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Viola Fletcher, 107, is the oldest living survivor of the Tulsa Race Massacre, which turned 100 recently.
Fletcher came before members of Congress asking for justice for her people and community who suffered an ill fate at the hands of a White mob, ESSENCE Magazine reported.
“I’m here asking my country to acknowledge what happened in Tulsa in 1921,” she said in the article.
Her testimony was during the “Continuing Injustice: The Centennial of the Tulsa-Greenwood Race Massacre” hearing on May 19, the article reported. The House Judiciary Committee’s Subcommittee on the Constitution, Civil Rights, and Civil Liberties looked the 1921 Massacre and potential solutions for survivors and their relatives, according to the story.
The Tulsa-Greenwood Race Massacre was noted as a historic event as a “firestorm of hatred and violence that is perhaps unequaled in the peacetime history of the United States.”
Late in the evening of May 31, 1921 and into the following day, a white mob reportedly 5,000-10,000 attacked the Greenwood district of Tulsa, Oklahoma. The segregated and bustling Black community of successful businesses was known as ‘Black Wall Street.’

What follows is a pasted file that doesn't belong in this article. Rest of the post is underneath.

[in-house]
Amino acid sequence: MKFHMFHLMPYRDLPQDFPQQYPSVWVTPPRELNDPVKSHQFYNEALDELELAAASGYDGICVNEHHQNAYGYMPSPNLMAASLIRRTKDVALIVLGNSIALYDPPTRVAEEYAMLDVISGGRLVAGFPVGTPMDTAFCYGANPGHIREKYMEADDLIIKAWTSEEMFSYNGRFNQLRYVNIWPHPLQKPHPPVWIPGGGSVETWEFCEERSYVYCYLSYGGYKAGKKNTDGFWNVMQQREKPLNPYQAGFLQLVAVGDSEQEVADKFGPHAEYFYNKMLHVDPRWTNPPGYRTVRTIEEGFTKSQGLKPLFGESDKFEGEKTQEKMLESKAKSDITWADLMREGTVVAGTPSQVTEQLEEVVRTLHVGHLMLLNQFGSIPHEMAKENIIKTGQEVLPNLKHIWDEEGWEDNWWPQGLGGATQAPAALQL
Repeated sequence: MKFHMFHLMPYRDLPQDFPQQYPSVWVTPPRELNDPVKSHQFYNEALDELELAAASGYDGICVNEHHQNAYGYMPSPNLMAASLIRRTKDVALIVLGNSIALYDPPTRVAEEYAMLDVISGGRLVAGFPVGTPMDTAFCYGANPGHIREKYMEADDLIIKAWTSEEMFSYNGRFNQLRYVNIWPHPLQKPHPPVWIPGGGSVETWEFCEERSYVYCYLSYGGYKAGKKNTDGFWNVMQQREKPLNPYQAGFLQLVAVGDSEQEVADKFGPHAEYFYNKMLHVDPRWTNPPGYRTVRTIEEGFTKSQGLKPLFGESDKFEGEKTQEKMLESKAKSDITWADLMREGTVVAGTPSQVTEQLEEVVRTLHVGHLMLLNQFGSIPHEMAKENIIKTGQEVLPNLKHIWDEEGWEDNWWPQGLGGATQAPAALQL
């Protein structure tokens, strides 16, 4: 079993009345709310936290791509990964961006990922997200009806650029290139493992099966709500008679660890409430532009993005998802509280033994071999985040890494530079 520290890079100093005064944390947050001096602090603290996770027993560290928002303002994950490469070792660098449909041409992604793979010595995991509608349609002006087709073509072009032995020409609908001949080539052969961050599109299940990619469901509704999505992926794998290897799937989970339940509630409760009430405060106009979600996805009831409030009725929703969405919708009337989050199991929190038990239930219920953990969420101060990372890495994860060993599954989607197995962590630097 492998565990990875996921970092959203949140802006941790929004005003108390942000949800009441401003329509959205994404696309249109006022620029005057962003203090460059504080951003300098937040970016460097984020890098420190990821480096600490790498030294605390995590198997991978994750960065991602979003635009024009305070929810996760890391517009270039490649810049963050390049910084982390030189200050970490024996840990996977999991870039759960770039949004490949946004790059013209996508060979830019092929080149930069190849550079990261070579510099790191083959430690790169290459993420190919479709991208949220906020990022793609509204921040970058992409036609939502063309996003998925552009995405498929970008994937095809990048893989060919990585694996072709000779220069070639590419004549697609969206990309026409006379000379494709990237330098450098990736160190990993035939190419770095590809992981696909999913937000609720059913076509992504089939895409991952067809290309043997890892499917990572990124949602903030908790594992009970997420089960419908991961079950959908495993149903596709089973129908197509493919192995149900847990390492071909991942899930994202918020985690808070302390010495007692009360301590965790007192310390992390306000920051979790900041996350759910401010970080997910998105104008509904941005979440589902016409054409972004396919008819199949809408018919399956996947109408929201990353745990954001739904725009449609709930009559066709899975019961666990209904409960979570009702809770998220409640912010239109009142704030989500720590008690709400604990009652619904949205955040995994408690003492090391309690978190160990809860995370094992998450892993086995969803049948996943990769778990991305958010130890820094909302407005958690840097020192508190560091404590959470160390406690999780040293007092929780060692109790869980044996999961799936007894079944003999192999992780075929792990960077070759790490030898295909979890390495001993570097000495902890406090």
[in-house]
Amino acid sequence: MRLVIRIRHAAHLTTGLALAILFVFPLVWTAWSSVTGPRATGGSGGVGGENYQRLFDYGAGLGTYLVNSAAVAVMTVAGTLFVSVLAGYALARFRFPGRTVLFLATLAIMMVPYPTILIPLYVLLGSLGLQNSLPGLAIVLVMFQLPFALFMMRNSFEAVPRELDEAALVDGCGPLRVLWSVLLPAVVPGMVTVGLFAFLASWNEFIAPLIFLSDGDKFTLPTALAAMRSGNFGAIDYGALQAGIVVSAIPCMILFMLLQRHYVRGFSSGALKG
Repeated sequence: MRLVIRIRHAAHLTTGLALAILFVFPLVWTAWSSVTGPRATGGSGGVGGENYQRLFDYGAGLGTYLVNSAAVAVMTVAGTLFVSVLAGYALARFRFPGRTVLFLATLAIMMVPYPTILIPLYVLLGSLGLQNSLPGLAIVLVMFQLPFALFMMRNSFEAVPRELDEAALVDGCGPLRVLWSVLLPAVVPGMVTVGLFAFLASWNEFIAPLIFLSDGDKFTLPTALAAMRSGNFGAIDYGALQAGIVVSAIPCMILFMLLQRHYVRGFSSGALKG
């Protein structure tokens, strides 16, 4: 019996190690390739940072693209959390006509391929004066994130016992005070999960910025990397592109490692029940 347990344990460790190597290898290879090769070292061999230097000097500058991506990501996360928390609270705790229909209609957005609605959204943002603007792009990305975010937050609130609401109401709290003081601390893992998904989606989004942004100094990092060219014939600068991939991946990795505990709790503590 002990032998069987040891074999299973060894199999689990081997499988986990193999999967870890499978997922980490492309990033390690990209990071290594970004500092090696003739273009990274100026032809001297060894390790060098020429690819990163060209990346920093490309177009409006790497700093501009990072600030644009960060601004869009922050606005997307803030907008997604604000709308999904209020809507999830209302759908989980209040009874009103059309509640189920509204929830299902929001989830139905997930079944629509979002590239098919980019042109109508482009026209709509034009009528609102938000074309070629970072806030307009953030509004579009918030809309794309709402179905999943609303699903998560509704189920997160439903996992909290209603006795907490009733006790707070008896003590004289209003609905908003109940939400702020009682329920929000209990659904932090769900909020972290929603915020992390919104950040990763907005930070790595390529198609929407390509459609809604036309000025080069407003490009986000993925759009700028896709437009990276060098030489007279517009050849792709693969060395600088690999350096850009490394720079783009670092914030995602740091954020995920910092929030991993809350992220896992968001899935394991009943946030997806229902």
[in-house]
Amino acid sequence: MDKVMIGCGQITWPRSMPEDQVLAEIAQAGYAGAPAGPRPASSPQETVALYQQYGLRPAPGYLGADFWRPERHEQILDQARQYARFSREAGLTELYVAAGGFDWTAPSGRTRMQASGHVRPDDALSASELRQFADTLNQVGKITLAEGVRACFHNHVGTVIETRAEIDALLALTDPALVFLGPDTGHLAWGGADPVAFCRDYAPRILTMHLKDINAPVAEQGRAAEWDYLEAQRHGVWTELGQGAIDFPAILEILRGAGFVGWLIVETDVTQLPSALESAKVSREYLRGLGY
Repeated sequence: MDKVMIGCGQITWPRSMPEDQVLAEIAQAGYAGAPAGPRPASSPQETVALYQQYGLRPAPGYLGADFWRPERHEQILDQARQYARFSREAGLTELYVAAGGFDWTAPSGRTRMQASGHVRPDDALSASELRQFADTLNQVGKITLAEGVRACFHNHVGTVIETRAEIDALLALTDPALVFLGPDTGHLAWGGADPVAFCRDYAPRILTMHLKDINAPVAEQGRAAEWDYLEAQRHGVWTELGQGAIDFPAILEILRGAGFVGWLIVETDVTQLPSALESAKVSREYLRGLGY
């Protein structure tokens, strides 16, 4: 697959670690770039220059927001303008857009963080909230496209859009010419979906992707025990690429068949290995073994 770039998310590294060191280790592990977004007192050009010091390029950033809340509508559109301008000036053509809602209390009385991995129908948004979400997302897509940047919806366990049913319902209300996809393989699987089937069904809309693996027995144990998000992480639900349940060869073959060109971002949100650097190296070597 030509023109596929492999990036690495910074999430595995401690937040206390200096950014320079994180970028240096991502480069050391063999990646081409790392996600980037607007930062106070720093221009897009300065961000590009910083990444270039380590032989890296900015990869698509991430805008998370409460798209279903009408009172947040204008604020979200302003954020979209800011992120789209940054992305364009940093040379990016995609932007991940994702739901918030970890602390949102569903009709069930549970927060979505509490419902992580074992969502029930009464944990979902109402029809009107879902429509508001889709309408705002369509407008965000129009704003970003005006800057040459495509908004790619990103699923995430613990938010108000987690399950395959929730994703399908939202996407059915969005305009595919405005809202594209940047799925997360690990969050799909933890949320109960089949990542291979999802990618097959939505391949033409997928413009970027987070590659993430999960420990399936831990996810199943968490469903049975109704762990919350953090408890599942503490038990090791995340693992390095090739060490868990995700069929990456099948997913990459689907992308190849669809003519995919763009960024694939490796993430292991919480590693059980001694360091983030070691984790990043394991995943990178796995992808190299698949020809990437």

“The attackers looted and burned an estimated 1,256 homes, and they razed to the ground about 40 square blocks—nearly all of the district’s churches, schools, hospitals and businesses,” according to the article. Roughly 9,000 Greenwood residents were left homeless.
The number of people killed was not known, but a 2001 report by the Oklahoma Commission to Study the Race Massacre of 1921 said that at least 75 to 100 people died in the carnage. Another source has put the death count to 300.
“I have said so before, and I will say it again—the Tulsa-Greenwood Massacre can fairly be described as an act of ethnic cleansing, which was subsequently wiped from the history books for many decades despite having made national news at the time,” said Rep. Jerrold Nadler (D-NY), House Judiciary Committee Chairman in his opening statement.
The hearing featured testimony from three survivors: Fletcher, Hughes Van Ellis and Lessie Benningfield Randle—all centenarians who were children when the Tulsa-Greenwood Race Massacre happened.
“Mother” Randle, 106, testified via Zoom that growing up in Greenwood was ideal before the tragedy. “It was a beautiful Black community,” she said of her childhood. “I felt very safe.”
But when she was six-years-old, “white men with guns,” who “destroyed” the community changed all that.
“We didn’t understand. Why? What did we do to them?” Randle asked.
Read the full story here.